9. Balance and Locomotion

  1. Dianne M. Broussard

Published Online: 23 AUG 2013

DOI: 10.1002/9781118730133.ch9

The Cerebellum: Learning Movement, Language, and Social Skills

The Cerebellum: Learning Movement, Language, and Social Skills

How to Cite

Broussard, D. M. (2013) Balance and Locomotion, in The Cerebellum: Learning Movement, Language, and Social Skills, John Wiley & Sons, Inc., Chichester, UK. doi: 10.1002/9781118730133.ch9

Publication History

  1. Published Online: 23 AUG 2013
  2. Published Print: 15 AUG 2013

ISBN Information

Print ISBN: 9781118125632

Online ISBN: 9781118730133



  • anterior lobe;
  • cerebellar ataxia;
  • fastigial nucleus;
  • inner ear;
  • locomotion;
  • posterior lobes;
  • proprioceptors;
  • retina;
  • vestibulocerebellum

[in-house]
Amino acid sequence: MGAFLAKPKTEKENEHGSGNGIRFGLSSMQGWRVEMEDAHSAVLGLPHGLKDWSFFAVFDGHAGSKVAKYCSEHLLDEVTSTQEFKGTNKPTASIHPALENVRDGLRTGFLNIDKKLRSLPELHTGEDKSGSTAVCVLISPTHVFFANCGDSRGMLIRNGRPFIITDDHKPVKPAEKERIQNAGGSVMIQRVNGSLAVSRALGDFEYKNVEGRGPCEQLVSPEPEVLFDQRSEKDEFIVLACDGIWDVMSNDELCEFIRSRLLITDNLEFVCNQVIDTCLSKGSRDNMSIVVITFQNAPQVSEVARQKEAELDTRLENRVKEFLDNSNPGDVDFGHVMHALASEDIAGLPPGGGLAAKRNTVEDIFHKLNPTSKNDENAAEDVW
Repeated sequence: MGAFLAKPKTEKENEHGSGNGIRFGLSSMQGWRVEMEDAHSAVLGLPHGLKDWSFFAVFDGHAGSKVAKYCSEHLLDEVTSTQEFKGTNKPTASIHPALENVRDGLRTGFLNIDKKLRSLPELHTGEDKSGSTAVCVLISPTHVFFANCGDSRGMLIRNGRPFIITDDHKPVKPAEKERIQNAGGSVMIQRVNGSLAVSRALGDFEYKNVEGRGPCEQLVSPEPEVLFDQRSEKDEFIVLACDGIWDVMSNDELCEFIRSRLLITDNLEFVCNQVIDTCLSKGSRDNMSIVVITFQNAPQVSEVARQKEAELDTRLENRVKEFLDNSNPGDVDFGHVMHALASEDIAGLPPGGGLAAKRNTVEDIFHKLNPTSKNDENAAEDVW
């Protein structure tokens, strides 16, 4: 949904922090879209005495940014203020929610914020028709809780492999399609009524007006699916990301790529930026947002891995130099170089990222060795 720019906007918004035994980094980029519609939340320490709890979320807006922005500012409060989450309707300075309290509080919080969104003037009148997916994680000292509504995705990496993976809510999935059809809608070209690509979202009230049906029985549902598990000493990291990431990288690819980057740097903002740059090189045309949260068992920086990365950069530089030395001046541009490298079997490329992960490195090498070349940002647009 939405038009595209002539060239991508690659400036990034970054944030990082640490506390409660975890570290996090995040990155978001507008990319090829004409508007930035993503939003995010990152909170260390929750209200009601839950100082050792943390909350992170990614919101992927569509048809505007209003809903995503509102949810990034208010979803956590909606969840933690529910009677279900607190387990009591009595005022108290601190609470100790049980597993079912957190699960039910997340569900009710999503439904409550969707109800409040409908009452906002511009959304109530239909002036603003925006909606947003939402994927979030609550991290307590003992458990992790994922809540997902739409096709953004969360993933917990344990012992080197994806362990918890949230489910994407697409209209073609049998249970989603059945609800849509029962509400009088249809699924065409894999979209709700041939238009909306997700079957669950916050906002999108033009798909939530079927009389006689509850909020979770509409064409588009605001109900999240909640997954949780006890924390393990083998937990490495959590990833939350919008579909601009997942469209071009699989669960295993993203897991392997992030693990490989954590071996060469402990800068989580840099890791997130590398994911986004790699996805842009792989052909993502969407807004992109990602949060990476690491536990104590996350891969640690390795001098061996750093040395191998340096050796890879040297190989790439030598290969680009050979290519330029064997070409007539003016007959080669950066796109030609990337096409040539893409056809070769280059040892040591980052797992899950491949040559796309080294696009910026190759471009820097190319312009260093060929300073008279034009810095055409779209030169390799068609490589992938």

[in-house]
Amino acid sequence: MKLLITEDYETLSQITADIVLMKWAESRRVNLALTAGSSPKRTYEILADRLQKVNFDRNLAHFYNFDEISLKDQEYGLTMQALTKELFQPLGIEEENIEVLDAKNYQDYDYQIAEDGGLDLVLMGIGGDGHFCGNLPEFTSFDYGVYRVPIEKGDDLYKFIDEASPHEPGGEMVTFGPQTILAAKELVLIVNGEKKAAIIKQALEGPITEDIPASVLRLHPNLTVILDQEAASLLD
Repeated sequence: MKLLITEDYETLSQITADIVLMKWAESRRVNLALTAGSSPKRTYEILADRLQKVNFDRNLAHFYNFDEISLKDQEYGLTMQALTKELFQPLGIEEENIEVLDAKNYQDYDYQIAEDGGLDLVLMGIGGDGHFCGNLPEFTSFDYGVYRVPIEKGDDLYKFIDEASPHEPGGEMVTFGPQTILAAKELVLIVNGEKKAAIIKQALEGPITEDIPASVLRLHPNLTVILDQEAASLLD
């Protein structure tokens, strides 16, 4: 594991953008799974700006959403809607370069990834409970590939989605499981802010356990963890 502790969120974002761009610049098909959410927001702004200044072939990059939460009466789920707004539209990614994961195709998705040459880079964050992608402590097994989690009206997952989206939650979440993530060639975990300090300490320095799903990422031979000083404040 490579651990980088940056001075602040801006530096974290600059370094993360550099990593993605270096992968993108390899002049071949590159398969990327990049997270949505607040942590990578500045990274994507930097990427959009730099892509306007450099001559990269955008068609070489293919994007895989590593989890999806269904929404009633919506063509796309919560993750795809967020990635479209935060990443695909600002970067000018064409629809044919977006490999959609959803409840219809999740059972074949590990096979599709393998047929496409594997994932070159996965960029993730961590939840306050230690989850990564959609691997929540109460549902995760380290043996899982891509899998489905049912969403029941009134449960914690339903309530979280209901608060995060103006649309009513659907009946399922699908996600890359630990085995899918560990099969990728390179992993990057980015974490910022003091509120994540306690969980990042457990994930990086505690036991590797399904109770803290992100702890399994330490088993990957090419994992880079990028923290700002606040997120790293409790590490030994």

The cerebellum does a large number of essential computations to support locomotion. The cerebellar network controlling balance includes the vestibulocerebellum, anterior lobe, and fastigial nucleus. The anterior lobes are important in integration of vestibular and proprioceptive information to guide our movements and provide feedback about errors. The posterior lobes are involved in planning of foot placement during locomotion in demanding situations, guiding our movements, and orienting our bodies correctly. The vestibulocerebellum processes information from the inner ear, proprioceptors, and the retina to tell us in what direction, and how fast, we are moving, calculates head orientation so that we can stay upright, and precisely regulates muscle tone so that we can move quickly without tripping. The deep cerebellar nuclei contribute additional processing and integrate information from the cerebellar cortex before sending it to motor regions of the cerebral cortex and to the spinal cord.